APPEAL from the Circuit Court of Cook County; the Hon. THOMAS
H. FITZGERALD, Judge, presiding.
MR. JUSTICE ADESKO DELIVERED THE OPINION OF THE COURT:
Rehearing denied December 5, 1973.
On November 21, 1966, a child nine years of age, was injured. On November 25, 1966, Marjorie Johnson, the child's mother consulted attorney David Unger and signed a contingency contract with him for a 25 per cent fee. On November 27, 1966, attorney Robert Emmett Lee came to Mrs. Johnson's home having learned that she needed a lawyer. She told him that she had retained a lawyer, but Lee advised her she could change attorneys if she wished. Mrs. Johnson discharged Unger and signed a contingency fee contract for one-third fee. Lee then took over prosecution of the case until June, 1970, when a disagreement developed between Mrs. Johnson and Lee and she then asked Mr. Unger to represent her and wrote a letter discharging Mr. Lee.
On August 31, 1970, Unger filed a motion for substitution of attorneys. After a hearing of said motion on November 12, 1970, Judge Bua found that Lee was wrongfully discharged and was entitled to fees of 25 per cent of the recovery to be had. At this time Lee had obtained a $5000 offer of settlement. An interlocutory order was entered at this time granting the motion for substitution and giving both Lee and Unger 25 per cent fee rights, but on December 11, 1970, Judge Bua vacated said order of November 12, 1970 and left the matter of fees for the trial judge's determination.
Thereafter attorney Unger took over prosecution of the case again. The case was assigned to Judge Thomas H. Fitzgerald and after four days the case was settled for $23,500. The question of attorneys' fees was determined after a hearing in which Judge Fitzgerald heard testimony of Mrs. Johnson and both attorneys. On December 1, 1971, the trial judge awarded Mr. Unger $4,550.00 and Mr. Lee $2,500. Each attorney was reimbursed for his expenses.
On appeal, attorney Lee contends that the trial court improperly vacated the order of November 12, 1970, which determined attorneys' fees.
• 1 After careful consideration of attorney Lee's brief and argument, his reply brief and oral argument before this court, we affirm the trial court's order of December, 1, 1971. The cases submitted have no application to the basic question here involved. Where an attorney enters a case knowing of the contractual rights of a previously retained attorney and that the rights of a minor are involved, it is against public policy to allow the second attorney to enforce his fee contract fully and especially when he was not the attorney who achieved the settlement.
Many jurisdictions have followed a general rule, even when the rights of minors are not involved, that in the absence of a statute to the contrary, the equitable solution in a situation where more than one attorney has been retained to prosecute a case on a contingent fee basis, is that the wrongfully discharged attorney prevented from completing his contract, is entitled to a fee based upon the reasonable value of his services performed until the time of his discharge. In 136 A.L.R. 231, 254, it is stated:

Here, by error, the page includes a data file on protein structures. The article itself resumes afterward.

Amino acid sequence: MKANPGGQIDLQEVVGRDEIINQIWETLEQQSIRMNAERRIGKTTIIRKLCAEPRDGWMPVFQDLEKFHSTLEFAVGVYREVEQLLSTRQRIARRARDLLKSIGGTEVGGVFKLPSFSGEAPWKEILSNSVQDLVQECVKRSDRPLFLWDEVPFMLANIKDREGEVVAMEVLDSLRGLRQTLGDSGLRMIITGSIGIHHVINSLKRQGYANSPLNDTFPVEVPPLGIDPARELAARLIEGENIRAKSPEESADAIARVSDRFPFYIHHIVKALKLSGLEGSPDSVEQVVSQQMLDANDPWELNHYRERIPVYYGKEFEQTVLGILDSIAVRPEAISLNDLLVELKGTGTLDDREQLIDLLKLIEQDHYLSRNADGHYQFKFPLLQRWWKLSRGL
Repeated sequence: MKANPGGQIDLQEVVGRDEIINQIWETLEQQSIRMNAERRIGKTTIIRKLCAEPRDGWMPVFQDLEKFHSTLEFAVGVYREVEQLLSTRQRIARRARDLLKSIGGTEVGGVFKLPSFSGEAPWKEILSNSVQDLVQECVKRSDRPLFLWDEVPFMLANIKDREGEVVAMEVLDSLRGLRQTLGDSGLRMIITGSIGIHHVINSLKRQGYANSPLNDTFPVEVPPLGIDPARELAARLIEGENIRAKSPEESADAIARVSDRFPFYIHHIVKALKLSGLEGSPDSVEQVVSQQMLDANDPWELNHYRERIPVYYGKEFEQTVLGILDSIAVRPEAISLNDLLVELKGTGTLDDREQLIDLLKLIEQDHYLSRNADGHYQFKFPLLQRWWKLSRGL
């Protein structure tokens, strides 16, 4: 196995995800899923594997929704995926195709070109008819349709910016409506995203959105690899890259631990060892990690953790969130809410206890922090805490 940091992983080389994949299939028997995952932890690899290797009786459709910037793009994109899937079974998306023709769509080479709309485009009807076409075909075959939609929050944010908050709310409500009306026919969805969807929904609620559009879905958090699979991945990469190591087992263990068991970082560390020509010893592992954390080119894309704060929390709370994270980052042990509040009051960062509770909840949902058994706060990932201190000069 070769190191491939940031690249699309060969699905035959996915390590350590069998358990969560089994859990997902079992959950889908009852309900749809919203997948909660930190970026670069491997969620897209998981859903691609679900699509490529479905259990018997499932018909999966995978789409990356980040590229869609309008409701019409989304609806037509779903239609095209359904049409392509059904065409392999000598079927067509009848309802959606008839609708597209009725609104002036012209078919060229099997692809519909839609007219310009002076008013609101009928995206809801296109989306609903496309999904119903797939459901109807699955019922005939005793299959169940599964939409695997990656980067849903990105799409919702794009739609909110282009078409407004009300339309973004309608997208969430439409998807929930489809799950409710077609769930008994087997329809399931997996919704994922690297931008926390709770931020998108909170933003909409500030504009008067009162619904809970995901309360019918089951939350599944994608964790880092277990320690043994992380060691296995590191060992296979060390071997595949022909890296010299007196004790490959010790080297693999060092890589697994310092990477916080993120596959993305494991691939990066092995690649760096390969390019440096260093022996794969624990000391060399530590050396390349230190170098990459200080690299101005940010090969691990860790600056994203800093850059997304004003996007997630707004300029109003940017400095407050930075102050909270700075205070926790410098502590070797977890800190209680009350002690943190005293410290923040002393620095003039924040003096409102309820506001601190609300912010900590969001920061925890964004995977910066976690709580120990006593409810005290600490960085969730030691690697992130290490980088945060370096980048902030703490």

"There is an increasing tendency to hold that an attorney employed on a contingent fee contract who is discharged without fault on his part is not, as a general rule, entitled to recover on the contract, but may recover merely on a quantum meruit for the reasonable value of the services rendered."
The policy behind such a rule was well recognized by the California Supreme Court in Fracasse v. Brent (1972), 100 Cal. Rptr. 385, 494 P.2d 9, at 13-15:
"The right to discharge is of little value if the client must risk paying the full contract price for services not rendered upon a determination by a court that the discharge was without legal cause. The client may frequently be forced to choose between continuing the employment of an attorney in whom he has lost faith, or risking the payment of double contingent fees equal to the greater portion of any amount eventually recovered. * * * The uncertain position of the client in such circumstances is illustrated by the record in the present case where the trial court found the discharge was without cause and this court has made a contrary finding and concluded the discharge was justified. Unless a rule is adopted allowing an attorney as full compensation the reasonable value of services rendered to the time of discharge, clients will often feel required to continue in their service attorneys in whose integrity, judgment or capacity they have lost confidence.
In short, we find no injustice in a rule awarding a discharged attorney the reasonable value of the services he has rendered up to the time of discharge. In doing so, we preserve the client's right to discharge his attorney without undue restriction, and yet acknowledge the attorney's right to fair compensation for work performed."
The trial court awarded a reasonable fee to attorney Lee for his services. Until his discharge in July 1970, attorney Lee performed services which resulted in an offer of $5,000 in settlement. Attorney Unger achieved a settlement of $23,500. It is fair and equitable for attorney Unger's fee to be greater.
• 2 Attorney Lee argues that Judge Bua had completely adjudicated the fee rights of the parties on November 12, 1970. Judge Bua vacated this order on December 11, 1970. Ultimate disposition of ...